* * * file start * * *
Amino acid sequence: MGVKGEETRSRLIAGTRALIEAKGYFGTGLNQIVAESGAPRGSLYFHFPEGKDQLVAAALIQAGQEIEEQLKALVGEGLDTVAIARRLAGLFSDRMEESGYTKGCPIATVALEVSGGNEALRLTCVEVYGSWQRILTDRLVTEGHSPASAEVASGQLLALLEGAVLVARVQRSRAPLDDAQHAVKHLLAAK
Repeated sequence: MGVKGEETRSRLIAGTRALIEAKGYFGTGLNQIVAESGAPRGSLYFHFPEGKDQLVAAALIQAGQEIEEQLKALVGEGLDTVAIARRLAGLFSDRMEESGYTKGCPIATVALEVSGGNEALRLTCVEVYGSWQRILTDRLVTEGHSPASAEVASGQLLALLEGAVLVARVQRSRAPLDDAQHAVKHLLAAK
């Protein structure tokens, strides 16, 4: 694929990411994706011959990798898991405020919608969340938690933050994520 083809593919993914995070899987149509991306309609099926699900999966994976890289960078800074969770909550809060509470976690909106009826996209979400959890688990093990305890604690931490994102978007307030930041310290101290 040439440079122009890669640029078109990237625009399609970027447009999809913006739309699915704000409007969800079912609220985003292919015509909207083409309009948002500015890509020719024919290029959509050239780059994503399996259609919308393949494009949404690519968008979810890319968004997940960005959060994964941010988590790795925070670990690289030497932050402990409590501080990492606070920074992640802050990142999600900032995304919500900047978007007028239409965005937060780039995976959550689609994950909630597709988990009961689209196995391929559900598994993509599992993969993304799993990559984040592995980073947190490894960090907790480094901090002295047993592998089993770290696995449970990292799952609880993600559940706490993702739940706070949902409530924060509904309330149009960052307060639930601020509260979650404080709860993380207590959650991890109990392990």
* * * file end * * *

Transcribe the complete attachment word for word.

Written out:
Amino acid sequence: MGVKGEETRSRLIAGTRALIEAKGYFGTGLNQIVAESGAPRGSLYFHFPEGKDQLVAAALIQAGQEIEEQLKALVGEGLDTVAIARRLAGLFSDRMEESGYTKGCPIATVALEVSGGNEALRLTCVEVYGSWQRILTDRLVTEGHSPASAEVASGQLLALLEGAVLVARVQRSRAPLDDAQHAVKHLLAAK
Repeated sequence: MGVKGEETRSRLIAGTRALIEAKGYFGTGLNQIVAESGAPRGSLYFHFPEGKDQLVAAALIQAGQEIEEQLKALVGEGLDTVAIARRLAGLFSDRMEESGYTKGCPIATVALEVSGGNEALRLTCVEVYGSWQRILTDRLVTEGHSPASAEVASGQLLALLEGAVLVARVQRSRAPLDDAQHAVKHLLAAK
């Protein structure tokens, strides 16, 4: 694929990411994706011959990798898991405020919608969340938690933050994520 083809593919993914995070899987149509991306309609099926699900999966994976890289960078800074969770909550809060509470976690909106009826996209979400959890688990093990305890604690931490994102978007307030930041310290101290 040439440079122009890669640029078109990237625009399609970027447009999809913006739309699915704000409007969800079912609220985003292919015509909207083409309009948002500015890509020719024919290029959509050239780059994503399996259609919308393949494009949404690519968008979810890319968004997940960005959060994964941010988590790795925070670990690289030497932050402990409590501080990492606070920074992640802050990142999600900032995304919500900047978007007028239409965005937060780039995976959550689609994950909630597709988990009961689209196995391929559900598994993509599992993969993304799993990559984040592995980073947190490894960090907790480094901090002295047993592998089993770290696995449970990292799952609880993600559940706490993702739940706070949902409530924060509904309330149009960052307060639930601020509260979650404080709860993380207590959650991890109990392990």